Water Festival offers unique hands-on learning 0
Students at the Beaver Station check out the beaver dam out at Binney Nature Preserve. Along with learning how the physical adaptations of the beaver aid in everyday functions and survival, students get a first-hand look at how the beaver has the ability to change the landscape by damming up streams and rivers creating habitat for other animals.
A small slice of natural prairie habitat near the Pembina Valley, Binney Nature Preserve is an ideal location for an outdoor classroom.
And about 250 students from Miami, Manitou, Holland, Treherne, Elm Creek, Rathwell, Bruxelles, Morden and Notre Dame were out there recently for some hands-on learning.
They took part in the third Annual Binney Siding Water Festival in June.
The event is co-hosted by the Pembina Valley and La Salle Redboine Conservation Districts who partnered with the Prairie Spirit School Division.
The water festival gives elementary school students a chance to get out of the classroom and into nature to learn about environmental sustainability.
"Binney Siding Nature Preserve is an ideal place to host the water festival," commented a member of the host committee.
"Nature trails meander through woodland and grassland areas which are connected by a 100 ft. floating dock over a marshland.
"It is a great location that ties in with the curriculum matches for this age group."
Twenty stations that reflect aspects of the Grade 3-6 science curricula, particularly on Grade 4 science, were lead by local experts and volunteers from Manitoba Agriculture, Rural and Food Initiatives (MAFRI), Nellie McClung Collegiate, ARocha, Harvest Moon Society, Manitoba Forestry Association, PVCD and LSRBCD.
Making their way along the trails at Binney in groups of six to eight, students stop at ten different stations to participate in an activity.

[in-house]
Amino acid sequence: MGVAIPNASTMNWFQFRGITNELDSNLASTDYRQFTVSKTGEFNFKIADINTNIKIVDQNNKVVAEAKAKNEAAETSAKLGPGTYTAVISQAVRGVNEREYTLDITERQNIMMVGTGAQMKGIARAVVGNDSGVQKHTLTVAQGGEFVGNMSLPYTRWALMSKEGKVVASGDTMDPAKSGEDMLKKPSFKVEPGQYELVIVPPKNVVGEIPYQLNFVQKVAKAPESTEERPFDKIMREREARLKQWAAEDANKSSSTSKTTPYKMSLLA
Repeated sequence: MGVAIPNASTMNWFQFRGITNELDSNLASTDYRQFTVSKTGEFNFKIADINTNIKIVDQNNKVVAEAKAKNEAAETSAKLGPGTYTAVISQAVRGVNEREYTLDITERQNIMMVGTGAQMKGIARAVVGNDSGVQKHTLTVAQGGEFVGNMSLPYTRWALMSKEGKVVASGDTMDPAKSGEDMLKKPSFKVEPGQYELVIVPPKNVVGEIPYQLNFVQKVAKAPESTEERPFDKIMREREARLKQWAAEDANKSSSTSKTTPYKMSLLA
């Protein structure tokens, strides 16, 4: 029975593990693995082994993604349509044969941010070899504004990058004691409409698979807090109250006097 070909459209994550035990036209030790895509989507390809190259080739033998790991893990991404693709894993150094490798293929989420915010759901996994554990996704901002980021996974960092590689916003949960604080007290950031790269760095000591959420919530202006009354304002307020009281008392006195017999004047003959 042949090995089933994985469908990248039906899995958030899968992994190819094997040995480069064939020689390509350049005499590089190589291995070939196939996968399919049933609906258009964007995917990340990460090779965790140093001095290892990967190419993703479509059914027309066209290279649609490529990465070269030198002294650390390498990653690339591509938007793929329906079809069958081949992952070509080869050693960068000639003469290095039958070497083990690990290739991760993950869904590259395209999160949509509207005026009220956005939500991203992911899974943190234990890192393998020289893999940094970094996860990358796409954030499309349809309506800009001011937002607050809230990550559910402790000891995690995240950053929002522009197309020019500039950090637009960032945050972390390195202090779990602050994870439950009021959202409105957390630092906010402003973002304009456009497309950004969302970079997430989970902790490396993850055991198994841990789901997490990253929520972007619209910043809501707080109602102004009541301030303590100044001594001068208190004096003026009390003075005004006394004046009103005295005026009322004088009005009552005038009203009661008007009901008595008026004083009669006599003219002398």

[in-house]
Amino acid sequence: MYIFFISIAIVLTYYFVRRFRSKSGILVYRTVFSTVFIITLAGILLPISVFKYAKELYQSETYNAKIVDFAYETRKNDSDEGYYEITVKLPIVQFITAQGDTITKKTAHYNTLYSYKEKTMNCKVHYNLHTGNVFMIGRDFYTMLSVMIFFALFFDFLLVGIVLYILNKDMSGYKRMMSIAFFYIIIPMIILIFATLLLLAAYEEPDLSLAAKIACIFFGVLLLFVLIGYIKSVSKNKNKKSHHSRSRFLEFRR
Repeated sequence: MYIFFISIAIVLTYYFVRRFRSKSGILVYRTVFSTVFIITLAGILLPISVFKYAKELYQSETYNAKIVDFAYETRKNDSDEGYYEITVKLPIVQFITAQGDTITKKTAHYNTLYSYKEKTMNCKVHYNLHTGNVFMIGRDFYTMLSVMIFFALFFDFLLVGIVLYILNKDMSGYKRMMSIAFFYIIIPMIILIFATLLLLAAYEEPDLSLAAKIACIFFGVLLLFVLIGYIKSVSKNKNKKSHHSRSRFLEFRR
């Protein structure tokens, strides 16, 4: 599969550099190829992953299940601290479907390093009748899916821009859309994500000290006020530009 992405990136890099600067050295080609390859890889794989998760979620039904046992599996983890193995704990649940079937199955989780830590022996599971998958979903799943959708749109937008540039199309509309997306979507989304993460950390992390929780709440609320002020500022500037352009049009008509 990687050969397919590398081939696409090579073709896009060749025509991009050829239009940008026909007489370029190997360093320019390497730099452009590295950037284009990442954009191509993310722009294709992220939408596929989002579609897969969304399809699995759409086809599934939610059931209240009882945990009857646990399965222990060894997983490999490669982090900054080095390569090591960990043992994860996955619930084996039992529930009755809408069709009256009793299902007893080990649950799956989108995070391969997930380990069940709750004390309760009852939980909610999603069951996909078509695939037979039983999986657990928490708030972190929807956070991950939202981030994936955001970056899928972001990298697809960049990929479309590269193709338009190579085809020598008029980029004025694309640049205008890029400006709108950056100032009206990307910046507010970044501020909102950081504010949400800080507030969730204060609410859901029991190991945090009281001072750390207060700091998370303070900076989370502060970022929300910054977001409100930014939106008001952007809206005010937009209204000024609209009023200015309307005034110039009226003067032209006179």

Since the goal of the water festival is to show students that water is connected to everything - from the t-shirts we wear to the oxygen we breathe - each station incorporates water in a fun, hands-on way.
Students see how precious drinkable water is, how water moves through the water cycle and the ways we can change and affect the quality and quantity of water.
Stations on soil, forestry, mammals and water safety also get the students looking at water from different perspectives. Of course, critter dipping and identification are always a highlight for the students.
This 30 acre site is located northwest of Manitou and two miles north on Highway 244 then two miles west or two miles west on Highway 3 and two miles north.
The site consists of two parcels of wooded and open grassland areas divided by a stream and marshland. A 100 foot floating boardwalk connects the two pieces of land.
There are about three kilometers of hiking trails (colour coded for trail distances) designed in loops so you can walk part or all of them. The site and trails have limited wheelchair accessibility and have a restroom and a picnic/rest area with benches and tables.
Binney was the name of the first station master who worked at this railroad siding in the 1880s. The station was removed in 1910, with the growth of the Village of Manitou.
This land was purchased in 1992 by the Pembina Valley Conservation District with assistance from Interprovincial Pipelines Inc.(now called Enbridge Pipelines Inc.)
The aim was to preserve a small remnant of the prairies that once covered most of southern Manitoba. Three of the major prairie plant communities are represented in this small piece of land.
Enbridge Pipeline Inc. once again sponsored the event by providing a hot dog lunch to all students, teachers and volunteers.